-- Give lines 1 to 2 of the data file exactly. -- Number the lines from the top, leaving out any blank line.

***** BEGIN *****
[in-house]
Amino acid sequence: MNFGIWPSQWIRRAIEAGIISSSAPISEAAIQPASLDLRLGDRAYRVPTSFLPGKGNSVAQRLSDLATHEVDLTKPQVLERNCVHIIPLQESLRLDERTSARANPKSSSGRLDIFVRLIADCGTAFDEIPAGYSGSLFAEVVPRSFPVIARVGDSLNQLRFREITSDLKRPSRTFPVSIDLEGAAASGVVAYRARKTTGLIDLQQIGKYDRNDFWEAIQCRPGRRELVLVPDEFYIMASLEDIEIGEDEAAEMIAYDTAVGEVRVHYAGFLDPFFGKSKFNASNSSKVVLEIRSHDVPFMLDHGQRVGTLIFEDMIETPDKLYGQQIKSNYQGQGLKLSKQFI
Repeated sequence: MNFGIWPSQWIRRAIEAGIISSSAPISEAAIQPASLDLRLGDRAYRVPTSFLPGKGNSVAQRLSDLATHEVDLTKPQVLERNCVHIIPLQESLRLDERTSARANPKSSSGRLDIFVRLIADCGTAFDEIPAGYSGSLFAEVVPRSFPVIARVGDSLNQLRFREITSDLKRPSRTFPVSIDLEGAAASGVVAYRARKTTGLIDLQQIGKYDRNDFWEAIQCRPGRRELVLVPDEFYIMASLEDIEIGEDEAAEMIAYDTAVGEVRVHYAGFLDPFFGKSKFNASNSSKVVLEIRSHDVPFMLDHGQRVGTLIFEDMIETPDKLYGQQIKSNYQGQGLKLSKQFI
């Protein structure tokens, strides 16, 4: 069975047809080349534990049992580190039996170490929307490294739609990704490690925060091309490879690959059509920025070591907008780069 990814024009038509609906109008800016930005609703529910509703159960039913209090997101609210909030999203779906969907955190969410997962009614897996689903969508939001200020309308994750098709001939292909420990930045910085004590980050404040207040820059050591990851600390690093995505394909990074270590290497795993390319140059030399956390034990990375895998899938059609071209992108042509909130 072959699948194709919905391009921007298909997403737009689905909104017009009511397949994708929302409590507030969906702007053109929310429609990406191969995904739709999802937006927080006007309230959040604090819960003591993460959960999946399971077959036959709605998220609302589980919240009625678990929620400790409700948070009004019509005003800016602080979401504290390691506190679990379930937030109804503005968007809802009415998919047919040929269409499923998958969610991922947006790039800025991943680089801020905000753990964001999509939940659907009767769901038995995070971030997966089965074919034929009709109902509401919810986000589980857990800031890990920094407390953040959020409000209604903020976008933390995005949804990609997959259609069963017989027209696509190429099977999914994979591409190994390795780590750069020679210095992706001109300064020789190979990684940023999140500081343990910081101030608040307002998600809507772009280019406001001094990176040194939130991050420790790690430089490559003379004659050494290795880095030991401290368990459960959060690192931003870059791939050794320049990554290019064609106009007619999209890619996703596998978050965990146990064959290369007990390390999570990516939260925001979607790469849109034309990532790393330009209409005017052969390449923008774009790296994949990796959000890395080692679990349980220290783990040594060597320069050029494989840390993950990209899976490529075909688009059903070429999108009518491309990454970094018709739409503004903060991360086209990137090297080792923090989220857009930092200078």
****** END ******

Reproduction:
[in-house]
Amino acid sequence: MNFGIWPSQWIRRAIEAGIISSSAPISEAAIQPASLDLRLGDRAYRVPTSFLPGKGNSVAQRLSDLATHEVDLTKPQVLERNCVHIIPLQESLRLDERTSARANPKSSSGRLDIFVRLIADCGTAFDEIPAGYSGSLFAEVVPRSFPVIARVGDSLNQLRFREITSDLKRPSRTFPVSIDLEGAAASGVVAYRARKTTGLIDLQQIGKYDRNDFWEAIQCRPGRRELVLVPDEFYIMASLEDIEIGEDEAAEMIAYDTAVGEVRVHYAGFLDPFFGKSKFNASNSSKVVLEIRSHDVPFMLDHGQRVGTLIFEDMIETPDKLYGQQIKSNYQGQGLKLSKQFI